Thursday, August 13, 2009
Battle of Massard Prairie - Part Two
The Confederates attacked the Union camp on Massard Prairie in three columns.
The first, composed primarily of Choctaw and Chickasaw soldiers, swung off to the right and closed in on the left flank of the camp. As these soldiers advanced, they also captured a Confederate deserter at a home just south of the battlefield and summarily executed him.
The second and third columns advanced together in a sweeping motion to the left. They quickly captured the herd of horses being grazed by the Federals on the prairie and then approached the camp itself. As they came within range of the grove of trees sheltering the camp, the third column broke away from the second and moved into a center position between the two flanking columns. All three forces then advanced on the camp.
As they approached, one group of Union soldiers came out to fight the advancing Confederate left column, but soon withdrew back to the camp itself where a line of battle was formed through the tents and parade ground. The Federals fought bravely, but the effort was hopeless. They were both outnumbered and taken by surprise.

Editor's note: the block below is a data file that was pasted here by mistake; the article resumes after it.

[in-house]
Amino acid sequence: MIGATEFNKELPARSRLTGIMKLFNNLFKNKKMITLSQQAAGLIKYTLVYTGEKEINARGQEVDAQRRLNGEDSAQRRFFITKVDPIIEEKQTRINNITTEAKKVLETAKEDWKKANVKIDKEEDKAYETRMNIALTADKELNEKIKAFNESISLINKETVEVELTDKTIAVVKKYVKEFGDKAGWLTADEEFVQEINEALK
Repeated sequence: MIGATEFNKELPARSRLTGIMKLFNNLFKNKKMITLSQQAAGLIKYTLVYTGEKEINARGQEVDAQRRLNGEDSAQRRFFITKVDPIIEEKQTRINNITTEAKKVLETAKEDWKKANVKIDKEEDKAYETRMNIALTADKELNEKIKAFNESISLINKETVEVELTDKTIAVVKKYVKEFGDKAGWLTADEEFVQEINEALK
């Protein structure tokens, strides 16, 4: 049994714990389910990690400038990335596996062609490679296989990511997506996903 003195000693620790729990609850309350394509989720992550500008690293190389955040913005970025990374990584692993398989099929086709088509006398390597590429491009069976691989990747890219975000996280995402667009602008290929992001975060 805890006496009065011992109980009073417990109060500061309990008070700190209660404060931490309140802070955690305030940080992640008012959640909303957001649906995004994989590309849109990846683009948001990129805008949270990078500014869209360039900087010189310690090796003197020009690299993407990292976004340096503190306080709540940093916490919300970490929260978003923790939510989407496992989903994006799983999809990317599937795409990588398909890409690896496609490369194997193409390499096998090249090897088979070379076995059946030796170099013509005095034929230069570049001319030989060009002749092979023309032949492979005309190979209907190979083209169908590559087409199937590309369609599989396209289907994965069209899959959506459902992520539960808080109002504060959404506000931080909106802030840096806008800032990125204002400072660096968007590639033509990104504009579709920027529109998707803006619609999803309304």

As the Confederates moved to completely surround them, they broke and began to fall back across the open prairie. The battle deteriorated into a running fight that continued for more than a mile until the last organized contingent of Union troops were finally convinced to surrender. In a battle lasting just minutes, Gano had not only carried out a sweeping triple movement, he had led charging soldiers on horseback across miles of open prairie. An entire battalion of the 6th Kansas Cavalry was either killed, wounded or, with a few exceptions, captured.
Moving out the prisoners as quickly as possible, the Confederates returned to the Union camp where they collected weapons, provisions, camp equipment and every other needed item they could carry away on horseback. The rest was burned.
The Confederates then withdrew leisurely within sight of Union reinforcements that were gathering on the opposite side of the prairie. Total Southern losses at Massard Prairie were 7 killed, 26 wounded and one missing. Total Union losses were 10 killed, 17 wounded and 117 captured. In addition, the Southern forces captured 200 Sharps rifles and 400 revolvers.
In the next post, I'll take a closer look at a second Confederate attack on Fort Smith that followed closely on the heels of the fight.
To learn more about the Battle of Massard Prairie, please visit www.exploresouthernhistory.com/massardprairie.